“Through the Cracks of Détente: The Superpowers, the Arab ‘Radicals,’ and the Coming of the Second Cold War, 1977–1984”
Pierre and Patricia Bikai Fellowship, 2023–2024
University of Texas at Austin
Benjamin V. Allison is a PhD student in history and a Graduate Fellow at the Clements Center for National Security at the University of Texas at Austin, specializing in the history of U.S. foreign and national security policy, especially toward the Middle East and Russia. His dissertation examines relations between the United States, Soviet Union, and so-called radical Arab states in the late 1970s and early 1980s. Among other things, he argues that the peace process and the coming of the Second Cold War were intimately connected. Ben hopes to continue this project for his dissertation, using sources in Arabic, Bulgarian, and Russian to paint a fuller picture of the transnational and international dimensions of this critical juncture in modern history.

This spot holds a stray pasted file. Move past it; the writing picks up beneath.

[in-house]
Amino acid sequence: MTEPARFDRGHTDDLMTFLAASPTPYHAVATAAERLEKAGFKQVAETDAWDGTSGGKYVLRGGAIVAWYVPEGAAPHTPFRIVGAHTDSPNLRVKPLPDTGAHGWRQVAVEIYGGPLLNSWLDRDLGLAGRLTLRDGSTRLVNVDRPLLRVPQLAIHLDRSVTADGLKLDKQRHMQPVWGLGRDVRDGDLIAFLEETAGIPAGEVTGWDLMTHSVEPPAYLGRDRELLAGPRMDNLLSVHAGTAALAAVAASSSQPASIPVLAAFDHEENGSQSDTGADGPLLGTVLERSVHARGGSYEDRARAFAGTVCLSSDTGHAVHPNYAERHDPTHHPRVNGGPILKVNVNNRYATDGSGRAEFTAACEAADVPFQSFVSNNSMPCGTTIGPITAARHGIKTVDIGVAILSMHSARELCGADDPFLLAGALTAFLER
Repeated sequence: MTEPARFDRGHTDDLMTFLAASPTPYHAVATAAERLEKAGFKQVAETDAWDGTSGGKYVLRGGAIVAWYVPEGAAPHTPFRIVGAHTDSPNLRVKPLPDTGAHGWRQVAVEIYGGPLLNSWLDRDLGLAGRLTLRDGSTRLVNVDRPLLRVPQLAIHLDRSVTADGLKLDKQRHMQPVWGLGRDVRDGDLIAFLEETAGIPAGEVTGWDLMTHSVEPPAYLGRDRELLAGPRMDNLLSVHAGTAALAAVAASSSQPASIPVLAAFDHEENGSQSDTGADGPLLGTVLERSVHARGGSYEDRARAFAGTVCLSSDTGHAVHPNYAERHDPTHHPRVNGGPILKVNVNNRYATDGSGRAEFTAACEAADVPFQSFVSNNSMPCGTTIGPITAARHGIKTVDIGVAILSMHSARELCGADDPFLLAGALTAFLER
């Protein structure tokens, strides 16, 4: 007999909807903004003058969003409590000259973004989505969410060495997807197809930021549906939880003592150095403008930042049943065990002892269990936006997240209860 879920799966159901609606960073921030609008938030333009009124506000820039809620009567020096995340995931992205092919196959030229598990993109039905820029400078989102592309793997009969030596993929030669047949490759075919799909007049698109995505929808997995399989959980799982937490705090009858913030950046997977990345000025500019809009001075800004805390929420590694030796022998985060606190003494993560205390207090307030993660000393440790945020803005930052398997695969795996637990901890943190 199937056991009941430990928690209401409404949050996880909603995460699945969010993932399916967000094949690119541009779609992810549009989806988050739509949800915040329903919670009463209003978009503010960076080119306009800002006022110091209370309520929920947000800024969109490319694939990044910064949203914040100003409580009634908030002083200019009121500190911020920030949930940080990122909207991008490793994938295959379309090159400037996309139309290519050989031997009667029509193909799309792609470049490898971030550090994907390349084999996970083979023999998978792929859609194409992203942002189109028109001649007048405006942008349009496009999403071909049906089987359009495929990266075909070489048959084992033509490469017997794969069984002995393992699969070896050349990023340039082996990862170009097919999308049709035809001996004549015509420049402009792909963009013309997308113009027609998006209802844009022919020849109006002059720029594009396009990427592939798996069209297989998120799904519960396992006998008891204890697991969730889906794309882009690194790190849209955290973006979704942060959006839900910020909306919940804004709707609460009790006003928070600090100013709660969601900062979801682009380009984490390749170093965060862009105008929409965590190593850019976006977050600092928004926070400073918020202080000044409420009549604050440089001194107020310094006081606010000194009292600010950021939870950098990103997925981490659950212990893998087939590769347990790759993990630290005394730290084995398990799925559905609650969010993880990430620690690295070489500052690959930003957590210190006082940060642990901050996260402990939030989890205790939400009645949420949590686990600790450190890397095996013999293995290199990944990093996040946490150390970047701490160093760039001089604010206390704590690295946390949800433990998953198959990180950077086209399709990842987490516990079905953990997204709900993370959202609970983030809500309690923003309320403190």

In addition to his historical work, Ben has also dabbled in political science methods. His work has been published in Perspectives on Terrorism and by the International Centre for Counter-terrorism. As for his public-facing work, he has bylines at the Washington Post, the Chronicle of Higher Education, Not Even Past, Inkstick, RealClearHistory, the Wilson Center, and the Institute for Faith and Freedom at Grove City College.